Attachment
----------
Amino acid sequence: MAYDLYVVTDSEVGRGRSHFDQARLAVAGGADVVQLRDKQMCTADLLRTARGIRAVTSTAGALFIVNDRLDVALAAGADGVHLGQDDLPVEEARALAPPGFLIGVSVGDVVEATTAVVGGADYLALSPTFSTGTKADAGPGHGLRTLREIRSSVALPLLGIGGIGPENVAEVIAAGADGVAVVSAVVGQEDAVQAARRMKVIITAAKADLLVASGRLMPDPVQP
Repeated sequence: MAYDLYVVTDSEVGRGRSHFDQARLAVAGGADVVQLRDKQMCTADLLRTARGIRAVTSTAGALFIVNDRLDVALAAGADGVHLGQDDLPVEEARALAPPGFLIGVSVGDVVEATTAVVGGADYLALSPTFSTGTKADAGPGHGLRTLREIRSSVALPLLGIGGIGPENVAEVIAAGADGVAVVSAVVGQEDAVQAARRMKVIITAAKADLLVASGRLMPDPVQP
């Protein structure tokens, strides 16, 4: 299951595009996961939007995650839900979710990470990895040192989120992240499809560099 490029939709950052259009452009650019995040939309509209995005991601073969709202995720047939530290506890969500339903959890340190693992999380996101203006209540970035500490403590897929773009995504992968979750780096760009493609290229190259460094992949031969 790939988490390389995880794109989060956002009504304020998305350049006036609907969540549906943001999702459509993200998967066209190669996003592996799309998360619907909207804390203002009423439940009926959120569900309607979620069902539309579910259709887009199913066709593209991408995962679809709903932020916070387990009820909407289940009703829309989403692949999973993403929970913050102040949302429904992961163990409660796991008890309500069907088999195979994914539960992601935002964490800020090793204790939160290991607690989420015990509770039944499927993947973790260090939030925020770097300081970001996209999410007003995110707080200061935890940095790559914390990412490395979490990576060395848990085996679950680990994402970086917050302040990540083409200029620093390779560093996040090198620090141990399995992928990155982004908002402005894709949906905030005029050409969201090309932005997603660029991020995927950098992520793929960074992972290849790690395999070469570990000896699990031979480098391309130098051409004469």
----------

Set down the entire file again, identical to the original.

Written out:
Amino acid sequence: MAYDLYVVTDSEVGRGRSHFDQARLAVAGGADVVQLRDKQMCTADLLRTARGIRAVTSTAGALFIVNDRLDVALAAGADGVHLGQDDLPVEEARALAPPGFLIGVSVGDVVEATTAVVGGADYLALSPTFSTGTKADAGPGHGLRTLREIRSSVALPLLGIGGIGPENVAEVIAAGADGVAVVSAVVGQEDAVQAARRMKVIITAAKADLLVASGRLMPDPVQP
Repeated sequence: MAYDLYVVTDSEVGRGRSHFDQARLAVAGGADVVQLRDKQMCTADLLRTARGIRAVTSTAGALFIVNDRLDVALAAGADGVHLGQDDLPVEEARALAPPGFLIGVSVGDVVEATTAVVGGADYLALSPTFSTGTKADAGPGHGLRTLREIRSSVALPLLGIGGIGPENVAEVIAAGADGVAVVSAVVGQEDAVQAARRMKVIITAAKADLLVASGRLMPDPVQP
């Protein structure tokens, strides 16, 4: 299951595009996961939007995650839900979710990470990895040192989120992240499809560099 490029939709950052259009452009650019995040939309509209995005991601073969709202995720047939530290506890969500339903959890340190693992999380996101203006209540970035500490403590897929773009995504992968979750780096760009493609290229190259460094992949031969 790939988490390389995880794109989060956002009504304020998305350049006036609907969540549906943001999702459509993200998967066209190669996003592996799309998360619907909207804390203002009423439940009926959120569900309607979620069902539309579910259709887009199913066709593209991408995962679809709903932020916070387990009820909407289940009703829309989403692949999973993403929970913050102040949302429904992961163990409660796991008890309500069907088999195979994914539960992601935002964490800020090793204790939160290991607690989420015990509770039944499927993947973790260090939030925020770097300081970001996209999410007003995110707080200061935890940095790559914390990412490395979490990576060395848990085996679950680990994402970086917050302040990540083409200029620093390779560093996040090198620090141990399995992928990155982004908002402005894709949906905030005029050409969201090309932005997603660029991020995927950098992520793929960074992972290849790690395999070469570990000896699990031979480098391309130098051409004469």